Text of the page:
The survey specifically measures community perceptions of public safety, quality of life and crime concerns in Seattle neighborhoods. Results can be compared across years and neighborhoods, yielding useful insight. And city agencies and community organizations can use the results to reimagine public safety, considering all perspectives across the public safety spectrum, even in a deeply polarized environment.

The survey findings can help determine whether community perceptions about public safety are connected to the number of crimes in a neighborhood. And the data can help make sense of how perceptions of quality-of-life elements of public safety — police legitimacy (how much people trust the police), social disorganization (neighborhood-level disorder), informal social control (willingness to get involved in public safety), social cohesion (closeness between neighbors) and fear of crime — are related to each other.

Perceptions of public safety and security impact quality of life. If a community member does not trust the police or believes the police have little or no authority, if they lack confidence that the police will come when they are called or are afraid of police violence, their quality of life is decreased. Likewise for someone who is afraid of crime, does not feel close to neighbors, or does not know how to contribute to their communities.

No two neighborhoods are the same. Understanding the nuances and unique experiences of Seattle’s many communities is important to the work of public safety. Community members in one neighborhood may report high fear of crime and low ratings of police legitimacy, while another may report low fear of crime and high ratings of police legitimacy. Unpacking these perceptions and directing city resources toward improving them can go a long way toward educating the public about informal ways to increase public safety without the police.

These real and perceived measures are as important as actual crime statistics for understanding an individual’s quality of life. Only when we understand a problem clearly can we respond thoughtfully. If fear of crime is high in a neighborhood where crime incidence is low, city resources can be used to educate the community about this discrepancy. If police legitimacy is low and fear of crime is high, city resources can be used to understand community mistrust and to develop alternatives when more police in those communities may not work.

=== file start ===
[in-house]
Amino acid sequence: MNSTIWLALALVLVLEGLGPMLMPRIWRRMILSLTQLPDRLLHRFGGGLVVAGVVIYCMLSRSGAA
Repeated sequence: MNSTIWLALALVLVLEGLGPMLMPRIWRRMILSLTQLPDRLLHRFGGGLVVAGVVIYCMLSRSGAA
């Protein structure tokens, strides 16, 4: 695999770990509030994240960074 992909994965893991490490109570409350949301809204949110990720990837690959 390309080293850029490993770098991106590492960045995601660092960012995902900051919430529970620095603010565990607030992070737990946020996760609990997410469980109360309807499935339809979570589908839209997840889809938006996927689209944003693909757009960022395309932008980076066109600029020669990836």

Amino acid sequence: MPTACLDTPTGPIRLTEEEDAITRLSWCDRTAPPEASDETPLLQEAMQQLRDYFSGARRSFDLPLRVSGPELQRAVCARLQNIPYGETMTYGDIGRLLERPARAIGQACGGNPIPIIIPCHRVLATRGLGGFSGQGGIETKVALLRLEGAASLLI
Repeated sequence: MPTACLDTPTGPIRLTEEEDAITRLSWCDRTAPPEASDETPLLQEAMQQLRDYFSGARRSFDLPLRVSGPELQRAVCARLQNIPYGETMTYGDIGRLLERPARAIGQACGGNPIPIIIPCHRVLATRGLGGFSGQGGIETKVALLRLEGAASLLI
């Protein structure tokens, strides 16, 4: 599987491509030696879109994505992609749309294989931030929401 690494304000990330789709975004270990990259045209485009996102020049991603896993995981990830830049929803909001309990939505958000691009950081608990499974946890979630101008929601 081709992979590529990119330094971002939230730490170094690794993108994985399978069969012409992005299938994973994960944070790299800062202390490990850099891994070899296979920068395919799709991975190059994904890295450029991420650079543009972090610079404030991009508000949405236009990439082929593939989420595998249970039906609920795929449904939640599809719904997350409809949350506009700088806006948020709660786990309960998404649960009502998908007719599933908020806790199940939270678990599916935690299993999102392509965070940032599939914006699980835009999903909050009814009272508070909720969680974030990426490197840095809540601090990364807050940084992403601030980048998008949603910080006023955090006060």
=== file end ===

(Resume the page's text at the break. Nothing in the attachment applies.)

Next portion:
The results of the Seattle Public Safety Survey, which is funded by the Seattle Police Department, are accessible to all. The public data can be utilized by public and private city organizations to advocate for their vision of how to build a safe and secure Seattle. They can be used by police to engage in problem-oriented policing by identifying where community members report high levels of fear of crime and social disorganization, and provide insight into how to best respond to these types of crimes. Finally, the survey results can be utilized to support investment of resources in underserved communities that do not include police.

Only through community engagement and feedback can we address the diversity of community public safety concerns important to all Seattle neighborhoods.

All who live and/or work in Seattle are eligible to take the 2021 Seattle Public Safety Survey until Nov. 30 at The survey is available in Amharic, Arabic, Chinese, English, Korean, Oromo, Somali, Spanish, Tagalog, Tigrinya and Vietnamese. For those unable to take the survey online, paper surveys are available upon request by emailing

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About the Authors & Contributors

Jacqueline B. Helfgott

Jacqueline B. Helfgott, Ph.D is professor and director of the Department of Criminal Justice Crime & Justice Research Center at Seattle University.


William S. Parkin

William S. Parkin

William S. Parkin is an associate professor of criminal justice at Seattle University.